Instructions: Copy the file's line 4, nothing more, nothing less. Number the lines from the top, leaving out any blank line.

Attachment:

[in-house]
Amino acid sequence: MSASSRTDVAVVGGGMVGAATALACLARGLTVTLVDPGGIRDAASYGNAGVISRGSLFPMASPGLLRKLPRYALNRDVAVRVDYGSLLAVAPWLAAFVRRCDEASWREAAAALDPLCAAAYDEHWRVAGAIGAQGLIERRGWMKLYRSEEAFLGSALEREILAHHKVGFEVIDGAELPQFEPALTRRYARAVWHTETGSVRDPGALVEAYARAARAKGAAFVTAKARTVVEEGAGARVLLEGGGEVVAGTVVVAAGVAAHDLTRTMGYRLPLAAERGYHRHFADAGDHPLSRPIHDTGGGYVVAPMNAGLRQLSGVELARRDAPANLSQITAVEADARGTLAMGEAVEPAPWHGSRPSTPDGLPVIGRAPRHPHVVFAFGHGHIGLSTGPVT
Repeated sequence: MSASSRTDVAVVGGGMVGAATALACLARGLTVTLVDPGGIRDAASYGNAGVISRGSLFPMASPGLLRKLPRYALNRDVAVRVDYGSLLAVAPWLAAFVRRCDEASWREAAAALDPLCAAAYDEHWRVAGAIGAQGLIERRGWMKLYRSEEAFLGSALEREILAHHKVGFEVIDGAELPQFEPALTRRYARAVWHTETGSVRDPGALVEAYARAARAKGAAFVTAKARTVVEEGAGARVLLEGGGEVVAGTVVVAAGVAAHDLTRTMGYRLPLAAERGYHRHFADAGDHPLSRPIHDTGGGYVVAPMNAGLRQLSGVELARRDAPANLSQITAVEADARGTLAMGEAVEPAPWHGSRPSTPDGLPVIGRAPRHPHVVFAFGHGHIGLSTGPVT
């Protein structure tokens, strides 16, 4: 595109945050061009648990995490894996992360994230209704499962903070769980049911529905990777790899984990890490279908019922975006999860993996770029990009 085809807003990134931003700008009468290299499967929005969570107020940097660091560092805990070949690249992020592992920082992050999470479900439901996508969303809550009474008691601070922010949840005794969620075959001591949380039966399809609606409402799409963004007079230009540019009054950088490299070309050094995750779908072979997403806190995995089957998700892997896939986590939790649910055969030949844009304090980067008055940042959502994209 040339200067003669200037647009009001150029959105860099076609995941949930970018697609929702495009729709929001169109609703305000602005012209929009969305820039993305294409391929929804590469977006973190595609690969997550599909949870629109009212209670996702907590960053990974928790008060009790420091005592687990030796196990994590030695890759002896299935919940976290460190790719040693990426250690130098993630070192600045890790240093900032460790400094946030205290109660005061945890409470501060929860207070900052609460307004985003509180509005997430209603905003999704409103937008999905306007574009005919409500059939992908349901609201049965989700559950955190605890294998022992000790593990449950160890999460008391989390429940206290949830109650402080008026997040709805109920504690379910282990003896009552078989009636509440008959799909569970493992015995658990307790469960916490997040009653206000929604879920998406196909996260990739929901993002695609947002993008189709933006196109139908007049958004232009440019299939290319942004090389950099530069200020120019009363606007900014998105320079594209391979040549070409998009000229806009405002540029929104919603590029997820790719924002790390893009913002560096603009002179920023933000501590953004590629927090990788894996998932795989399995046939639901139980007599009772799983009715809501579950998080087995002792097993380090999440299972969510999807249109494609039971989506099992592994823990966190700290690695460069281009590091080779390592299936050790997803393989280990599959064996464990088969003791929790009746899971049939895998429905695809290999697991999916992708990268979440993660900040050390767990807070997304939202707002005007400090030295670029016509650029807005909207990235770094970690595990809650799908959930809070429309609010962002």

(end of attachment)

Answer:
């Protein structure tokens, strides 16, 4: 595109945050061009648990995490894996992360994230209704499962903070769980049911529905990777790899984990890490279908019922975006999860993996770029990009 085809807003990134931003700008009468290299499967929005969570107020940097660091560092805990070949690249992020592992920082992050999470479900439901996508969303809550009474008691601070922010949840005794969620075959001591949380039966399809609606409402799409963004007079230009540019009054950088490299070309050094995750779908072979997403806190995995089957998700892997896939986590939790649910055969030949844009304090980067008055940042959502994209 040339200067003669200037647009009001150029959105860099076609995941949930970018697609929702495009729709929001169109609703305000602005012209929009969305820039993305294409391929929804590469977006973190595609690969997550599909949870629109009212209670996702907590960053990974928790008060009790420091005592687990030796196990994590030695890759002896299935919940976290460190790719040693990426250690130098993630070192600045890790240093900032460790400094946030205290109660005061945890409470501060929860207070900052609460307004985003509180509005997430209603905003999704409103937008999905306007574009005919409500059939992908349901609201049965989700559950955190605890294998022992000790593990449950160890999460008391989390429940206290949830109650402080008026997040709805109920504690379910282990003896009552078989009636509440008959799909569970493992015995658990307790469960916490997040009653206000929604879920998406196909996260990739929901993002695609947002993008189709933006196109139908007049958004232009440019299939290319942004090389950099530069200020120019009363606007900014998105320079594209391979040549070409998009000229806009405002540029929104919603590029997820790719924002790390893009913002560096603009002179920023933000501590953004590629927090990788894996998932795989399995046939639901139980007599009772799983009715809501579950998080087995002792097993380090999440299972969510999807249109494609039971989506099992592994823990966190700290690695460069281009590091080779390592299936050790997803393989280990599959064996464990088969003791929790009746899971049939895998429905695809290999697991999916992708990268979440993660900040050390767990807070997304939202707002005007400090030295670029016509650029807005909207990235770094970690595990809650799908959930809070429309609010962002």